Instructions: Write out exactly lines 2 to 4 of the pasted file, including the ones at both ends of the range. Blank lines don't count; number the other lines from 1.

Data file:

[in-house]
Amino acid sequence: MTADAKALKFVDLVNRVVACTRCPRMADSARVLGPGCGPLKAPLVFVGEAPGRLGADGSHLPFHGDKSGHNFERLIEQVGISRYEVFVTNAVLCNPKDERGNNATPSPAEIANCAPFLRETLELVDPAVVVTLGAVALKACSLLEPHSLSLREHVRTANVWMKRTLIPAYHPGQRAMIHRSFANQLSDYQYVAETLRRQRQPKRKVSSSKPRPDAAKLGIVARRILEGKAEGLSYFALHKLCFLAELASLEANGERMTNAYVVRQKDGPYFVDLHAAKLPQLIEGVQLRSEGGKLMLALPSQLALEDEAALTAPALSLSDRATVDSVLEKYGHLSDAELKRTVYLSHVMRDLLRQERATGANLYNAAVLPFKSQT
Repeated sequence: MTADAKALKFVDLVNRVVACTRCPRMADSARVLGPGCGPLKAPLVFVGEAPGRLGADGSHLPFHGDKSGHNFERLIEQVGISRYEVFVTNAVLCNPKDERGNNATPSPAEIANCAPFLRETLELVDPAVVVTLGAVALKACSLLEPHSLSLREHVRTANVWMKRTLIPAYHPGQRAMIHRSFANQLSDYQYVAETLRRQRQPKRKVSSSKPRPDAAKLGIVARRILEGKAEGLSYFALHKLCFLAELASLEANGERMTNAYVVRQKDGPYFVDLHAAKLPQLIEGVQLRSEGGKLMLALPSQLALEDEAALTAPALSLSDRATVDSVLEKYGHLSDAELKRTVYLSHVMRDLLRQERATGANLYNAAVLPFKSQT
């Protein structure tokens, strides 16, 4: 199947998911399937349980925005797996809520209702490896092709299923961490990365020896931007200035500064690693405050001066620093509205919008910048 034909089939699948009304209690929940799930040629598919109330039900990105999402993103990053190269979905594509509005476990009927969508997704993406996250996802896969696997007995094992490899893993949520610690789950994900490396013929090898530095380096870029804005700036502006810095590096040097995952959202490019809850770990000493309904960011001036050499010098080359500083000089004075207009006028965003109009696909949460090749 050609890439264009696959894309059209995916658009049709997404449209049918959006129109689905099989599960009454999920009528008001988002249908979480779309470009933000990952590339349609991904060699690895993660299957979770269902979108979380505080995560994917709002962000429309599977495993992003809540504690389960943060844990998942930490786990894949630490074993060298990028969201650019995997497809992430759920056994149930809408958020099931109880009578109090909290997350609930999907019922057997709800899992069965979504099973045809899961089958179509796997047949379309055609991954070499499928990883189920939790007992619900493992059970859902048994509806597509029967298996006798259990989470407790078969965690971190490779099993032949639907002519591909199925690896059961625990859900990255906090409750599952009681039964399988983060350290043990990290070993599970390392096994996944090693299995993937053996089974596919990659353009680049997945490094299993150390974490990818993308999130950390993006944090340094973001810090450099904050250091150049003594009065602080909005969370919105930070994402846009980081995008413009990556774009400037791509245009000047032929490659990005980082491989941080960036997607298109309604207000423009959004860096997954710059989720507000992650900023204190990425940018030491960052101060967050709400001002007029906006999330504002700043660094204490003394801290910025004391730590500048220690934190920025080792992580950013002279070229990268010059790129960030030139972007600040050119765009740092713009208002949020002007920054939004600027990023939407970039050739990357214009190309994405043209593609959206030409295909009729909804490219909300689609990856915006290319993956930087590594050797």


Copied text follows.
Amino acid sequence: MTADAKALKFVDLVNRVVACTRCPRMADSARVLGPGCGPLKAPLVFVGEAPGRLGADGSHLPFHGDKSGHNFERLIEQVGISRYEVFVTNAVLCNPKDERGNNATPSPAEIANCAPFLRETLELVDPAVVVTLGAVALKACSLLEPHSLSLREHVRTANVWMKRTLIPAYHPGQRAMIHRSFANQLSDYQYVAETLRRQRQPKRKVSSSKPRPDAAKLGIVARRILEGKAEGLSYFALHKLCFLAELASLEANGERMTNAYVVRQKDGPYFVDLHAAKLPQLIEGVQLRSEGGKLMLALPSQLALEDEAALTAPALSLSDRATVDSVLEKYGHLSDAELKRTVYLSHVMRDLLRQERATGANLYNAAVLPFKSQT
Repeated sequence: MTADAKALKFVDLVNRVVACTRCPRMADSARVLGPGCGPLKAPLVFVGEAPGRLGADGSHLPFHGDKSGHNFERLIEQVGISRYEVFVTNAVLCNPKDERGNNATPSPAEIANCAPFLRETLELVDPAVVVTLGAVALKACSLLEPHSLSLREHVRTANVWMKRTLIPAYHPGQRAMIHRSFANQLSDYQYVAETLRRQRQPKRKVSSSKPRPDAAKLGIVARRILEGKAEGLSYFALHKLCFLAELASLEANGERMTNAYVVRQKDGPYFVDLHAAKLPQLIEGVQLRSEGGKLMLALPSQLALEDEAALTAPALSLSDRATVDSVLEKYGHLSDAELKRTVYLSHVMRDLLRQERATGANLYNAAVLPFKSQT
């Protein structure tokens, strides 16, 4: 199947998911399937349980925005797996809520209702490896092709299923961490990365020896931007200035500064690693405050001066620093509205919008910048 034909089939699948009304209690929940799930040629598919109330039900990105999402993103990053190269979905594509509005476990009927969508997704993406996250996802896969696997007995094992490899893993949520610690789950994900490396013929090898530095380096870029804005700036502006810095590096040097995952959202490019809850770990000493309904960011001036050499010098080359500083000089004075207009006028965003109009696909949460090749 050609890439264009696959894309059209995916658009049709997404449209049918959006129109689905099989599960009454999920009528008001988002249908979480779309470009933000990952590339349609991904060699690895993660299957979770269902979108979380505080995560994917709002962000429309599977495993992003809540504690389960943060844990998942930490786990894949630490074993060298990028969201650019995997497809992430759920056994149930809408958020099931109880009578109090909290997350609930999907019922057997709800899992069965979504099973045809899961089958179509796997047949379309055609991954070499499928990883189920939790007992619900493992059970859902048994509806597509029967298996006798259990989470407790078969965690971190490779099993032949639907002519591909199925690896059961625990859900990255906090409750599952009681039964399988983060350290043990990290070993599970390392096994996944090693299995993937053996089974596919990659353009680049997945490094299993150390974490990818993308999130950390993006944090340094973001810090450099904050250091150049003594009065602080909005969370919105930070994402846009980081995008413009990556774009400037791509245009000047032929490659990005980082491989941080960036997607298109309604207000423009959004860096997954710059989720507000992650900023204190990425940018030491960052101060967050709400001002007029906006999330504002700043660094204490003394801290910025004391730590500048220690934190920025080792992580950013002279070229990268010059790129960030030139972007600040050119765009740092713009208002949020002007920054939004600027990023939407970039050739990357214009190309994405043209593609959206030409295909009729909804490219909300689609990856915006290319993956930087590594050797």